Chifa, chef Jose Garces' latest Philly restaurant, celebrates the one-of-a-kind comingling of Peruvian and Cantonese cooking styles that originated in the South American nation. The spot officially opens for dinner tomorrow, Feb. 10, but we got a little tour of the space (707 Chestnut St., 215-925-5555, chifarestaurant.com) earlier today. Consider this the photographic companion to the droolworthy but pictureless menu preview Felicia D. posted this weekend.
Spread out over two floors, the 150-seat Chifa (chee-fah) was crafted by Jun Aizaki of Creme Design Collective, who's also responsible for Garces' Tinto, Amada and Distrito. Chifa culture is the result of Latin and Asian elements getting friendly thanks to an influx of Chinese immigrants to Peru in the 19th century. This fusion is subtly reflected in Aizaki's design choices upstairs — silky floral fabrics, beaded curtains and opium den-like hanging lamps make friends with tropical-hued tiling and panoramic murals of Macchu Picchu that warm up two shrouded booths in the back dining room. A long gold-resin communal table with high-back chairs features lazy susans whose patterns are a nod to the immense wall of blue and white porcelain vases when you first enter. The bottom floor of the space serves as a slightly sexier lounge area, with a second bar and a snug, low-to-the-ground banquette accompanied by dainty blood-red tables. There's a communal table down here, as well.
"That's where I'm going to spend most of my time," Garces told me, gesturing toward the apothecary cabinet-style ceviche bar (Set 2, Pic 3) at the north end of the main floor. While people often associate ceviche with the Caribbean nations, Peruvians are widely considered the originators of citrus-kissed raw seafood dishes. They'll be doing 10 varieties at any given time, sourcing the fresh stuff from places like Australia, Japan and Chile. Teased varieties include oyster with leche de tigre, avocado calamari and pisco; tuna with rocoto emulsion, soy, sweet potato, red onion and cilantro; and an Ecuadorian preparation with orange, tomato and avocado. (See Felicia's writeup for more on the main menu, helmed by chef de cuisine Chad Williams.)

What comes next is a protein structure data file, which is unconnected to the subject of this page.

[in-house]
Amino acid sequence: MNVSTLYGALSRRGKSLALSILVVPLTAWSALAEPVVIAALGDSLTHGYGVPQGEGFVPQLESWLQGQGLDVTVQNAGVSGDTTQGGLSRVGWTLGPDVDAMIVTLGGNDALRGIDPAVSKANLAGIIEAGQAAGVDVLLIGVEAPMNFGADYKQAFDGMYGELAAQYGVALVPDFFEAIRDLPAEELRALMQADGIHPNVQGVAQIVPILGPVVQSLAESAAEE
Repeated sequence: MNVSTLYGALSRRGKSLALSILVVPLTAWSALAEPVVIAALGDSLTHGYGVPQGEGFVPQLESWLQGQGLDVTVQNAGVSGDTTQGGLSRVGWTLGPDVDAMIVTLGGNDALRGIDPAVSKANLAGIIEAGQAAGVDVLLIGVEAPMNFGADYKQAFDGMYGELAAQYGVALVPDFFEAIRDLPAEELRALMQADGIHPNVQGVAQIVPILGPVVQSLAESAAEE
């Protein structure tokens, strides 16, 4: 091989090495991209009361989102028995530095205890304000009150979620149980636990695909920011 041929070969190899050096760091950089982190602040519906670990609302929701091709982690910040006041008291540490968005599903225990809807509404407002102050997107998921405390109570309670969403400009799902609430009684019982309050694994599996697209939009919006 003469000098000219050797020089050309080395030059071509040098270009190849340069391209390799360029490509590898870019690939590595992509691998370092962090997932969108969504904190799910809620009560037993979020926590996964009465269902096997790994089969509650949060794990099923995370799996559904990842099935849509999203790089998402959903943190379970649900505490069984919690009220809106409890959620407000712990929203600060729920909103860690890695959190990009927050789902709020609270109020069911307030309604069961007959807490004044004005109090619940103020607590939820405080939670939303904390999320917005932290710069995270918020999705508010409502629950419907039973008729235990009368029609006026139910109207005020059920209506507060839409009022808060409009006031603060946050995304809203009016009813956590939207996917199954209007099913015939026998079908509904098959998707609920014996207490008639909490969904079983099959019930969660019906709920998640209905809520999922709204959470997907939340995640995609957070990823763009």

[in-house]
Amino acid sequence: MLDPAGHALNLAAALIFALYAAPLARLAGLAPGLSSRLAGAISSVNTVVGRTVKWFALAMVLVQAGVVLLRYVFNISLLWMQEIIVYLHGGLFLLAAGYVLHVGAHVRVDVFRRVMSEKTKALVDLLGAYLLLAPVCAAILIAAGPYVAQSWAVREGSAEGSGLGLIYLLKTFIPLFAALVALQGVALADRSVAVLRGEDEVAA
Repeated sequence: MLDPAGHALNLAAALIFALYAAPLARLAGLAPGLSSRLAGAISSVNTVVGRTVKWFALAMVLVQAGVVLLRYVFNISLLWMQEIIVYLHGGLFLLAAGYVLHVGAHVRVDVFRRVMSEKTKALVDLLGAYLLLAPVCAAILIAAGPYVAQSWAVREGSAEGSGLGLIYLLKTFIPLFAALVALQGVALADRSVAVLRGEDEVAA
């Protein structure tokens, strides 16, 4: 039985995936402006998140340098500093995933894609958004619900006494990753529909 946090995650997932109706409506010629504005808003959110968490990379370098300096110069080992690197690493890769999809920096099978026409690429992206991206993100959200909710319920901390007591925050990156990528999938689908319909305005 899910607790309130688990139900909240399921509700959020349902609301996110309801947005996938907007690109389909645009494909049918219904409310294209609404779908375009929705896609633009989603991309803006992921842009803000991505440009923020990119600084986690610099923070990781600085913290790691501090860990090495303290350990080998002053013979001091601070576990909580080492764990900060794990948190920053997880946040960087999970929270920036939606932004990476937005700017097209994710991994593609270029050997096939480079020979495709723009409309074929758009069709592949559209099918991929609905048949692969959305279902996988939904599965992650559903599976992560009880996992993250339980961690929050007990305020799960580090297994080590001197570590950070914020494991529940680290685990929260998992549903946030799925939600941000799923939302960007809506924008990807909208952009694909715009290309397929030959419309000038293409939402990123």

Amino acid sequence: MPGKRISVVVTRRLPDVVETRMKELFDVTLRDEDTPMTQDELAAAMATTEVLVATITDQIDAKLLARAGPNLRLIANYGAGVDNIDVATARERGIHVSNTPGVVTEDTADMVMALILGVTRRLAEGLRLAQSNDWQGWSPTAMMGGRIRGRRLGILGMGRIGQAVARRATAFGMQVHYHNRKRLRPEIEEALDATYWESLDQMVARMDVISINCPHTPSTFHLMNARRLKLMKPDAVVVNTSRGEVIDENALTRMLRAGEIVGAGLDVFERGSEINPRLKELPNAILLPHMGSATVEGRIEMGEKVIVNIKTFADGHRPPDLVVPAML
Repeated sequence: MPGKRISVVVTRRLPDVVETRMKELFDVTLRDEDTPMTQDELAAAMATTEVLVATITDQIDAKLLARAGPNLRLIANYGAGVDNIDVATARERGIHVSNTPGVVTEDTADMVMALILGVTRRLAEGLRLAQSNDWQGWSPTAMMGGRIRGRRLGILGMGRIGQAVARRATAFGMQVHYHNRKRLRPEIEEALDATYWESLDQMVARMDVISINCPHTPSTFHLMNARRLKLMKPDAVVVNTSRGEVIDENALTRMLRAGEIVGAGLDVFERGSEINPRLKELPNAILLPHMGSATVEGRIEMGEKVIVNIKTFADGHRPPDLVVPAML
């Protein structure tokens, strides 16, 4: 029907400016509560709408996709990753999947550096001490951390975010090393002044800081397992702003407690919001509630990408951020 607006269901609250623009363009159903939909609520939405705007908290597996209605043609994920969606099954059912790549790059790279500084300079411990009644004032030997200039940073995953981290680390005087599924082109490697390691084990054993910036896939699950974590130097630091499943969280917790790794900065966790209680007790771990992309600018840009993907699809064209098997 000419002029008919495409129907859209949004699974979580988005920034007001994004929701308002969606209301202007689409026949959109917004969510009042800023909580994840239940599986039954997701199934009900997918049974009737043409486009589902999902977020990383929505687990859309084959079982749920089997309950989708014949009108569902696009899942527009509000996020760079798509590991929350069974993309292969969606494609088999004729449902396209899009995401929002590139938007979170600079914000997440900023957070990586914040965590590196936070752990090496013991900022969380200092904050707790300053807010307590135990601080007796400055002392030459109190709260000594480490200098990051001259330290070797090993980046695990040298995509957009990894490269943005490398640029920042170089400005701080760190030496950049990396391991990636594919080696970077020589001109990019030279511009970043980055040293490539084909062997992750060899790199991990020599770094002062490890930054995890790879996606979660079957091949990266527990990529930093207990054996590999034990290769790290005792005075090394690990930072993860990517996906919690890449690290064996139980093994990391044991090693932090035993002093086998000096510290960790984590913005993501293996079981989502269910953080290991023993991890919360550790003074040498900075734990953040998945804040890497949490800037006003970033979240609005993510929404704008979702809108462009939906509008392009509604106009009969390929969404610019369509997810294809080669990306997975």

Garces, who spent 10 days in Peru for research (and vacation!) purposes, said that this concept has been long in the making — he scrawled down the original Chifa menu about 7 years ago, but the right space and the right investors didn't fall into place until recently. We love it when a plan comes together.
Seems like no one wants to give anchovies any love, at least not in public. What do you want on your pizza? Anything but anchovies. Why don't you like anchovies? Eww, salty stinky little fish! Raise your hand if you can't stand anchovies but just adore the boquerones at Amada. Guess what they are? Some super-boutique, marinated, salty little fish, that's what.
The good news: the ever-helpful Brothers Di Bruno and Claudio King of Cheese sell neat little fillets of Spanish white anchovies; cleaned, marinated, and free of bones, guts, fishy aromas and anything else that might offend delicate sensibilities. Not that I'm sneering. I've been skeeved on foreign fish since I was old enough to say "Not anchovies!" on my pizza. Only in the last few years have anchovies and I made a nodding acquaintance. You can't write about food, and go to restaurants 300 times a year, without biting into a few things you secretly fear.
That's why gentle, marinated anchovy fillets (boquerones) are a friendly introduction to the world of small, oily and delicious for the fish fearful. True of both boquerones and the hot Spanish transfer student in your high school: an empty wallet gets you nowhere. At Di Bruno Bros., white anchovies are $49.99 a pound. You only need about ten dollars' worth to cook with to create a satisfying meal for four, or an appetizer for the gang.
Some boquerones-purist will howl over me putting the fancy fish on a pizza, but tough calamari. You eat what you like, and I'll profane my expensive ingredients any way I see fit.
|Proof dough in a warm place.|
|Photo l Felicia D'Ambrosio|